carnegieXchange: School of Sport

Epic Atlantic rowing challenge a success

Leeds Beckett University is celebrating the safe return of Ian Rivers, a former SAS soldier who has just completed the challenge of a lifetime and become the first person to row from New York to the Isles of Scilly on his own and without GPS. Ian has rowed a small boat 3,100 miles across the Atlantic Ocean with only the stars to guide him – it’s taken him 85 days.

Image of Ian Rivers rowing

Ian, who is 55 and a qualified ocean yacht master, approached Leeds Beckett for help with the challenge after working with the university previously when it supported the British Army’s attempt to summit Mount Everest via the West Ridge in 2006. He was given expert advice from academics from the Carnegie School of Sport and the School of Health on various aspects of the challenge.

He originally estimated that the crossing would take him around 95 days but against all the odds and many tough days at sea he completed the journey early. He left New York on 31st May and was out of sight of land in the middle of the ocean for three months. During that time, he has  capsized three times, and during a force 10 storm he was trapped upside down with his cabin filling with water which he described as an utterly terrifying ordeal. He also had to battle on despite sustaining injuries including hitting his head, back and shoulder and breaking ribs.

Before leaving for the challenge, Ian was assessed by a specialist team at the brand-new state-of-the-art Carnegie School of Sport building and seen by experts in physiology, psychology, nutrition, physiotherapy and strength and conditioning. Each expert used their knowledge to support him in his preparation and during his time at sea.

Professor John O’Hara from the Carnegie School of Sport is one of the team who helped Ian: “Ian came to us for advice and guidance on preparing for such an immense challenge. We used experts in various areas to look at Ian’s training and nutrition plan and offer help where needed.

“We started by assessing his overall condition and establishing if there were any injury risks, particularly to his lower back and shoulders. We then looked at his musculoskeletal function, specifically related to rowing to make sure he had a good range of movement, function and strength. We then assessed his rowing specific endurance capabilities to understand how much training would be needed to get him to where he needs to be to be able to undertake the challenge.

“We measured his body composition using our dual-energy X-ray absorptiometry which takes precision measures of fat and lean mass. We needed to make sure that as Ian increased his training, he wasn’t losing muscle mass.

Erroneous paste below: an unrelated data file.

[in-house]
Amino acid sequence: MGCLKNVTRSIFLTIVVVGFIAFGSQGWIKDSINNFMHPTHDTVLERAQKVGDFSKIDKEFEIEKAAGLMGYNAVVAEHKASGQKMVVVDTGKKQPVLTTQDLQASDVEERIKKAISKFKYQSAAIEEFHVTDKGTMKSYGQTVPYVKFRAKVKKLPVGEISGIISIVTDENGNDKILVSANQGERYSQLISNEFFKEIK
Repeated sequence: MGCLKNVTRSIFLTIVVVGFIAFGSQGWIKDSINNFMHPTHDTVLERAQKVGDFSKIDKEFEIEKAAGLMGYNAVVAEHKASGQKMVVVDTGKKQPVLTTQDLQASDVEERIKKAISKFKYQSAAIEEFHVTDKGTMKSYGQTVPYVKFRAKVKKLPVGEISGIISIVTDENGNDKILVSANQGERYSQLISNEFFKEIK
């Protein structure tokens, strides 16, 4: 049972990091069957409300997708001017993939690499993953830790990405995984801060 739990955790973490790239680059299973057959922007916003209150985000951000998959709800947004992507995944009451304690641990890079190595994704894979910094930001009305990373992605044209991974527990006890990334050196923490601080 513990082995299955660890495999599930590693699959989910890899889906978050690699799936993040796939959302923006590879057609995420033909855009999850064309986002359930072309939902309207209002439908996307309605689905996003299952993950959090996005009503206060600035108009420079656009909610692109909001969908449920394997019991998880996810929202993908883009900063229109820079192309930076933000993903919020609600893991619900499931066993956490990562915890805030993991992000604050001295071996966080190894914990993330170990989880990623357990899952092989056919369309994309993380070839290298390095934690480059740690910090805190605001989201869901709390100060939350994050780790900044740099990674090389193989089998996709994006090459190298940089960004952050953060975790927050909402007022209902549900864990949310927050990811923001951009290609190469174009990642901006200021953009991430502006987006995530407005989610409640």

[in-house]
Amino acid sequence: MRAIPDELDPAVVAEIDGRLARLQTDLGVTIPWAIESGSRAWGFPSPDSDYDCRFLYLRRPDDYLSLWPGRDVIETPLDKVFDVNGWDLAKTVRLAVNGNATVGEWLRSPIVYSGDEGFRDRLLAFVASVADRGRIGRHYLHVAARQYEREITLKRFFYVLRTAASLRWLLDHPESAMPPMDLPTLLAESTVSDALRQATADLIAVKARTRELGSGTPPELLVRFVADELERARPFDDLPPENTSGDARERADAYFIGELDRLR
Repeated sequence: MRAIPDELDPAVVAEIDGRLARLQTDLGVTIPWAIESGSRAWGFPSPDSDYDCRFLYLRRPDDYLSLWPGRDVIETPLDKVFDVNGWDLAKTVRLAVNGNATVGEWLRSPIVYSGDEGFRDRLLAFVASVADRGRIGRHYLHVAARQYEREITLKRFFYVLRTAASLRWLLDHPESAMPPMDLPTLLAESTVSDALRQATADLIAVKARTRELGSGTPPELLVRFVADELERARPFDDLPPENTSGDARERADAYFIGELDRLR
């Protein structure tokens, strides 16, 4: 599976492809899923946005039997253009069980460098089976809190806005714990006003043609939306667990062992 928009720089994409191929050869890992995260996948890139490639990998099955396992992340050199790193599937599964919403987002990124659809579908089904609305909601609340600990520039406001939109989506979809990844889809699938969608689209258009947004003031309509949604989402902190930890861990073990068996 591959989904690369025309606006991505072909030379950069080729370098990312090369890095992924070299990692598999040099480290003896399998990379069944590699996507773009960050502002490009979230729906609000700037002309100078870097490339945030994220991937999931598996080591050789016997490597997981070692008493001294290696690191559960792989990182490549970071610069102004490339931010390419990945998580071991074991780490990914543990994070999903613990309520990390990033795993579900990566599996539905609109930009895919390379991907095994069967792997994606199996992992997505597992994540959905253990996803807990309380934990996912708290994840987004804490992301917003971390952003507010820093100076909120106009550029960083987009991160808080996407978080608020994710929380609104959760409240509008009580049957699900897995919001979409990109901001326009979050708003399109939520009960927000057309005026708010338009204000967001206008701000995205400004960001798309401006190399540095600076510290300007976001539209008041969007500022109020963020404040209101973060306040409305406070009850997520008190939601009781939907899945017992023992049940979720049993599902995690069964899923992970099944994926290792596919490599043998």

“We especially needed to make sure he was going to be in peak condition to take on the amount of rowing that was needed and that he has enough muscle mass to keep him going.

“We looked at his nutrition plan and the resources available to him at sea for preparing food and fluid intake. Our key focus was ensuring he was well fuelled and hydrated, as well as maintaining his muscle mass and staying illness free.”

Dr Mariana Kaiseler, a Senior Lecturer at the Carnegie School of Sport and another member of the team said: “In the run up to the challenge I had weekly video calls with Ian to help him prepare for the challenge. During the challenge while Ian was at sea, we communicated weekly via email and WhatsApp. This was mostly around Ian’s progress at the time, the challenges he faced and the impact on his physical and psychological wellbeing as well as strategies to overcome any problems.

“I am delighted to see Ian’s triumphal arrival at St Mary’s Harbour. A massive well done and respect for all his commitment, courage, resilience and dedication he has shown throughout this epic journey.”

Ian is no stranger to adventure and challenges. He joined the army and fought in theatres of war across the world and was a member of 22 Special Air Service Regiment for more than a decade. In December 2012, whilst working for an American news network, he was kidnapped in Syria. He escaped his captors and managed to find his way to safety using only natural indicators.

Before he set sail, Ian explained what attracted him to this extreme challenge: “I’d describe myself as an adventurer. I’ve always been drawn to the ocean, ever since I was a kid. I’ve wanted to attempt this challenge since I was in my 20s.

“I’m looking forward to the calmness, the equilibrium of being alone for a long time. If I’m honest I don’t like my own company so it’s the ultimate challenge for me to be on my own for that long.”

Ian has been raising money for two charities during the challenge - the SAS Regimental Association’s Sentinels programme and St Michael’s Hospice in Herefordshire.

To find out more about the support we provided to Ian visit Sentinel Rowing Challenge | Leeds Beckett University

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